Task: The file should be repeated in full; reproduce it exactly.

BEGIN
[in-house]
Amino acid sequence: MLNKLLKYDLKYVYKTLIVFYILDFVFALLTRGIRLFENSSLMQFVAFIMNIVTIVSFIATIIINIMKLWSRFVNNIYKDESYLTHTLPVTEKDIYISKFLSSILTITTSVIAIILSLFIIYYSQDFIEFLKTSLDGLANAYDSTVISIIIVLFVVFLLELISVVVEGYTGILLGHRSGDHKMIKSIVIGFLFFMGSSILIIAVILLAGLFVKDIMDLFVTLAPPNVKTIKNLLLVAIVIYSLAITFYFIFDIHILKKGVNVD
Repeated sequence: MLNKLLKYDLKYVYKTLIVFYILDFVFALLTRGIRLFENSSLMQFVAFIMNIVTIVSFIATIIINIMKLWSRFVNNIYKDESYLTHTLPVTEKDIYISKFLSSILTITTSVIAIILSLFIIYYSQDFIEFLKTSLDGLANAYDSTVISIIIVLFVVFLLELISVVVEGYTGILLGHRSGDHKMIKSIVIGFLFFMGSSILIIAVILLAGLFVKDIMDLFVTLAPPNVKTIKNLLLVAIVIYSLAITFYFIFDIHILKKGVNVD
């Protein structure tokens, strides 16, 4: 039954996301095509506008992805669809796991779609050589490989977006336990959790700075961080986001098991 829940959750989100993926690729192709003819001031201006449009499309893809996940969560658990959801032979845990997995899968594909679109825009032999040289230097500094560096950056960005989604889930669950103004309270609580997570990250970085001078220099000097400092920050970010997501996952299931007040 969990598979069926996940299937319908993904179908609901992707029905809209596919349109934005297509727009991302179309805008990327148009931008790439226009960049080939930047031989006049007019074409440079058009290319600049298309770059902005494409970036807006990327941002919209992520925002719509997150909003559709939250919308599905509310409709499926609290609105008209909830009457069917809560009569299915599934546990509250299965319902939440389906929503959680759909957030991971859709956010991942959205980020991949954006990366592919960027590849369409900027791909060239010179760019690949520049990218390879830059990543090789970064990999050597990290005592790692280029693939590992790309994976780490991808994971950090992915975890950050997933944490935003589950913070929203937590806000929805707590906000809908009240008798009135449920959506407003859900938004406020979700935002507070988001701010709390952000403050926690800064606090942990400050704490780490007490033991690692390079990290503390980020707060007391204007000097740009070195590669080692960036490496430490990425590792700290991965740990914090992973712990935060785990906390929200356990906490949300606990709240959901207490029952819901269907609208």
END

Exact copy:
[in-house]
Amino acid sequence: MLNKLLKYDLKYVYKTLIVFYILDFVFALLTRGIRLFENSSLMQFVAFIMNIVTIVSFIATIIINIMKLWSRFVNNIYKDESYLTHTLPVTEKDIYISKFLSSILTITTSVIAIILSLFIIYYSQDFIEFLKTSLDGLANAYDSTVISIIIVLFVVFLLELISVVVEGYTGILLGHRSGDHKMIKSIVIGFLFFMGSSILIIAVILLAGLFVKDIMDLFVTLAPPNVKTIKNLLLVAIVIYSLAITFYFIFDIHILKKGVNVD
Repeated sequence: MLNKLLKYDLKYVYKTLIVFYILDFVFALLTRGIRLFENSSLMQFVAFIMNIVTIVSFIATIIINIMKLWSRFVNNIYKDESYLTHTLPVTEKDIYISKFLSSILTITTSVIAIILSLFIIYYSQDFIEFLKTSLDGLANAYDSTVISIIIVLFVVFLLELISVVVEGYTGILLGHRSGDHKMIKSIVIGFLFFMGSSILIIAVILLAGLFVKDIMDLFVTLAPPNVKTIKNLLLVAIVIYSLAITFYFIFDIHILKKGVNVD
């Protein structure tokens, strides 16, 4: 039954996301095509506008992805669809796991779609050589490989977006336990959790700075961080986001098991 829940959750989100993926690729192709003819001031201006449009499309893809996940969560658990959801032979845990997995899968594909679109825009032999040289230097500094560096950056960005989604889930669950103004309270609580997570990250970085001078220099000097400092920050970010997501996952299931007040 969990598979069926996940299937319908993904179908609901992707029905809209596919349109934005297509727009991302179309805008990327148009931008790439226009960049080939930047031989006049007019074409440079058009290319600049298309770059902005494409970036807006990327941002919209992520925002719509997150909003559709939250919308599905509310409709499926609290609105008209909830009457069917809560009569299915599934546990509250299965319902939440389906929503959680759909957030991971859709956010991942959205980020991949954006990366592919960027590849369409900027791909060239010179760019690949520049990218390879830059990543090789970064990999050597990290005592790692280029693939590992790309994976780490991808994971950090992915975890950050997933944490935003589950913070929203937590806000929805707590906000809908009240008798009135449920959506407003859900938004406020979700935002507070988001701010709390952000403050926690800064606090942990400050704490780490007490033991690692390079990290503390980020707060007391204007000097740009070195590669080692960036490496430490990425590792700290991965740990914090992973712990935060785990906390929200356990906490949300606990709240959901207490029952819901269907609208």